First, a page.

In the Middle Ages, Silesia was a Piast duchy, which subsequently became a possession of the Bohemian crown under the Holy Roman Empire in the 14th century and passed with that crown to the Habsburg Monarchy of Austria in 1526. In 1742, most of Silesia was seized by King Frederick the Great of Prussia in the War of the Austrian Succession. This part of Silesia constituted the Province of Silesia (later the Prussian provinces of Upper and Lower Silesia) until 1945. The Middle Ages formed the middle period in a traditional schematic division of European history into three ages: the classical civilization of Antiquity, the Middle Ages, and modern times, beginning with the Renaissance. ... The Piast dynasty is a line of Kings and dukes that ruled Poland from its beginnings as an independent state up to 1370. ... Flag of Bohemia Bohemia (Czech: ; German: ) is a historical region in central Europe, occupying the western and middle thirds of the Czech Republic. ... The extent of the Holy Roman Empire in c. ... The Habsburg Monarchy, often called Austrian Monarchy or simply Austria, are the territories ruled by the Austrian branch of the House of Habsburg, and then by the successor House of Habsburg-Lorraine, between 1526 and 1867/1918. ... Frederick II (German: ; January 24, 1712 – August 17, 1786) was a King of Prussia (1740–1786) from the Hohenzollern dynasty. ... Anthem Preußenlied, Heil dir im Siegerkranz (both unofficial) The Kingdom of Prussia at its greatest extent, at the time of the formation of the German Empire, 1871 Capital Berlin Government Monarchy King  - 1701 — 1713 Frederick I (first)  - 1888 — 1918 William II (last) Prime minister  - 1848 Adolf Heinrich von Arnim... Combatants Prussia Spain France Electorate of Bavaria Kingdom of Naples Austria Great Britain Dutch Republic Electorate of Saxony Sardinia Russian Empire Commanders Frederick II Leopold I Leopold II Maurice de Saxe François-Marie de Broglie Charles VII Ludwig Khevenhüller Charles Alexander George II Charles Emmanuel III Empress Maria... Please be advised that the factual accuracy of Wikipedia articles dealing with topics related to the Oder-Neisse Line is often disputed. ... Upper Silesia (Polish: , German: ) was a province of the Free State of Prussia from 1919 to 1945. ... Lower Silesia (Niederschlesien in German) was a province of the Free State of Prussia from 1919 to 1945. ...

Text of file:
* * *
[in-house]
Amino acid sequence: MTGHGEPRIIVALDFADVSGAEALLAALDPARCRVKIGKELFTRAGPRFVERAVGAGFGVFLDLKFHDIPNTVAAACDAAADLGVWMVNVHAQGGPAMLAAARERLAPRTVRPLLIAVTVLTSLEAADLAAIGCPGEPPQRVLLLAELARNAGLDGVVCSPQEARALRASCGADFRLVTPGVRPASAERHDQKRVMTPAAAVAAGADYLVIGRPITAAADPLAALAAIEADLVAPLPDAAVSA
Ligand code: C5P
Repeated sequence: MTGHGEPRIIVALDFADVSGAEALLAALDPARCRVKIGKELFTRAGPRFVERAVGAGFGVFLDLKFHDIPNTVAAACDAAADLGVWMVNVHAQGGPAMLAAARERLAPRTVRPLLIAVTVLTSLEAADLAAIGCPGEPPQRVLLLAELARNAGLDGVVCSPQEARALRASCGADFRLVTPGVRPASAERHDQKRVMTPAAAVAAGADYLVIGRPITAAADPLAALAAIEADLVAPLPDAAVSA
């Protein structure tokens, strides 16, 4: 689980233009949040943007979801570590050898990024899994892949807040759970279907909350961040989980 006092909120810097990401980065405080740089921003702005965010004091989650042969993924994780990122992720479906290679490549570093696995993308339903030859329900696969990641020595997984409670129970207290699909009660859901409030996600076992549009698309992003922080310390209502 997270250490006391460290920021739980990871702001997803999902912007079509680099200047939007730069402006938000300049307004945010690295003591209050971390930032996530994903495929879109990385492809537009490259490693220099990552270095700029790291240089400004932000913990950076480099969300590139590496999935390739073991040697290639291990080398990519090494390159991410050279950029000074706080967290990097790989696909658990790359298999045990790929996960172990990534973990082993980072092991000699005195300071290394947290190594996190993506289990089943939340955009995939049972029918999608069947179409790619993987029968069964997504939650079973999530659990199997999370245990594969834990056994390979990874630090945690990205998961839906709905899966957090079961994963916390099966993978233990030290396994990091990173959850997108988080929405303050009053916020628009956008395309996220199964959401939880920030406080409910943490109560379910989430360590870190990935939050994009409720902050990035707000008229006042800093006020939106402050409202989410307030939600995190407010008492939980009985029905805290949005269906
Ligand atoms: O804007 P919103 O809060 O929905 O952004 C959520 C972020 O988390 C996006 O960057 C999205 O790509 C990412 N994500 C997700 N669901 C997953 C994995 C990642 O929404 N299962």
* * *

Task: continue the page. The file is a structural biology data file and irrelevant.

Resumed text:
Following World War II, the majority of Silesia was incorporated into Poland, with smaller regions remaining in East Germany and Czechoslovakia. Millions of Silesia's ethnic German inhabitants were subsequently expelled, but those Silesians classified by the Polish authorities as "autochthons" or "ethnic Poles insufficiently aware of their Polishness" were allowed to remain, after being were sifted out from the ethnic Germans by a process of "national verification".[2] In order to qualify, it was enough to speak some of the Upper Silesian dialect, or just to have a Slavic-sounding surname. Many such Silesians were allowed to remain in the city of Opole. Combatants Allied powers: China France Great Britain Soviet Union United States and others Axis powers: Germany Italy Japan and others Commanders Chiang Kai-shek Charles de Gaulle Winston Churchill Joseph Stalin Franklin Roosevelt Adolf Hitler Benito Mussolini Hideki Tōjō Casualties Military dead: 17,000,000 Civilian dead: 33,000... GDR redirects here. ... Ethnic Germans – often simply called Germans – are those who are considered, by themselves or others, to be ethnically German but do not live within the present-day Federal Republic of Germany, nor necessarily hold its citizenship. ... Germans expelled from the Sudetenland // The expulsion of Germans after World War II refers to the forced migration of people considered Germans (Reichsdeutsche and some Volksdeutsche) from various European states and territories during 1945 and in the first three years after World War II 1946-48. ... The term indigenous peoples has no universal, standard or fixed definition, but can be used about any ethnic group who inhabit the geographic region with which they have the earliest historical connection. ... Map of Upper Silesia, 1746 Upper Silesia (Polish: Górny Śląsk, German: Oberschlesien, Czech: Horní Slezsko) is the south-eastern part of Silesia, a historical and geographical region of Poland (Opole Voivodship and Silesian Voivodship) and of the Czech Republic (Silesian-Moravian Region). ... Opole ( ; German: ) is a city in southern Poland on the Oder River (Odra). ...